Comfort Zone

After I finished weaving up four more log cabin towels:
I decided to bite the bullet and start a scarf project with some chenille I've had for a bit of time.  Remember this?

I wanted to weave some scarves, using the colors in such a way that they gradually changed from color to another.  I tried to use the Fibonacchi series of numbers, but I couldn't make the numbers work out to give me the look I wanted and still have a scarf of proper proportions, so I made something up.  Yup. I, the person with the ever so slight Type A characteristics (ask anyone who knows me), winged it.

Winding the warp entailed alot of cutting and knotting, to avoid tangles.  If anyone out there has any idea how to wind alternating warp colors without tangling, I'm all ears.  Chenille is very soft, somewhat fuzzy, almost ribbon-like, but also unevenly so.  It takes up alot of space on the warping board, so I had to wind it in three installments.  Here's a photo of the last:
It's hard to see the colors here, but this is some of the teal and deep purple.

And after tying it off, just prior to pulling it off the board for chaining:
The "mess" after all three chains are off the board:
At this point I am in near panic mode.  Normally, with the yarns I am used to (tencel and cotton), the chained warps are very orderly and clearly under control.  These three, as you can see, are clearly not.  They only seem tamed where they are tied.  The chains themselves came off the board unevenly, which I cannot explain.  It leads to problems when putting the yarn on the loom.

After my trip to the hospital for some tests, I faced my fear and started to put them on the loom.  The beginning of the process looked like this:
A bit better, but still  pretty raggedy.  Big blobs of yarn on one side, loose loops hooked over metal posts on the other.  As I feared, once I started actually winding them on, a yarn or two from each bundle was looser than the others, and I had to carefully separate them and pull them taut before winding some more. The further into the process I went, the more yarns got loose.  I feared a very large tangle at the process end, but luckily, the yarns separated better than my last cotton warp did.  Are there any weavers out there who have any idea how the yarns can come off the loom unevenly, after being wound with the same tension and tied off frequently??  I can't figure it out, but it's driving me crazy.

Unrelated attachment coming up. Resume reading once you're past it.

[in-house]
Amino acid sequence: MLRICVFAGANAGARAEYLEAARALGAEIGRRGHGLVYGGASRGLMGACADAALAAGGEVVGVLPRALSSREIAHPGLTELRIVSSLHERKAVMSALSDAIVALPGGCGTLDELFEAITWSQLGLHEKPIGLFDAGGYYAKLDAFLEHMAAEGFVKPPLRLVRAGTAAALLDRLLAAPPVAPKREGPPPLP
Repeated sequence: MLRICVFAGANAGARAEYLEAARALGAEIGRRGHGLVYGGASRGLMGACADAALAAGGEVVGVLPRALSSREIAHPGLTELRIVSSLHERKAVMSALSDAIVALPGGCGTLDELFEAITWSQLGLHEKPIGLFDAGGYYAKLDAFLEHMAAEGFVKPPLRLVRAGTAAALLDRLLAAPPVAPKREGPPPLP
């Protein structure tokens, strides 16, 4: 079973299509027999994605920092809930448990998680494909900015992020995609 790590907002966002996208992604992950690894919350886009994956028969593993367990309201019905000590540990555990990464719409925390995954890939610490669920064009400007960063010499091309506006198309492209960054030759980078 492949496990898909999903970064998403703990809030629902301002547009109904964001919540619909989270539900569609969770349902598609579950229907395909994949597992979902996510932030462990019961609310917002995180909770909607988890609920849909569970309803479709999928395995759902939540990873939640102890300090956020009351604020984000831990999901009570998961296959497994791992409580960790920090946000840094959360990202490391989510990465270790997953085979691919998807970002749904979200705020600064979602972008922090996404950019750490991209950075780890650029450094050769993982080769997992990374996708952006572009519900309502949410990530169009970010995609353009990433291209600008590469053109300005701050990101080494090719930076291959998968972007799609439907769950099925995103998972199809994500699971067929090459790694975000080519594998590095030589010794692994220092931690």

Here's where I stand now, with all the yarn on the back beam, in the color order I wanted. 

After I thread them, sley them through the reed and tie them on the front beam, I can start weaving.  Having never worked with chenille before, I have to do a bit of internet research to see if what I have in mind might work.  I've decided against fringe, because A) I hate fringe, and B) I think I read that you have to go to great lengths to protect chenille fringe pre-twisting, like loosely weave them with waste yarn or something.  Too much bother for something I'm not fond of.  Instead I think I will weave headers and footers with black tencel so I won't have really thick hems to deal with.

Off I go to see how the next few steps turn out.  The great weather outdoors is beaconing me, but I've had my time out there for today and I really need to get this ready for weaving.  If I leave loose ends, the cat finds a new plaything during the night when nobody is around to stop him.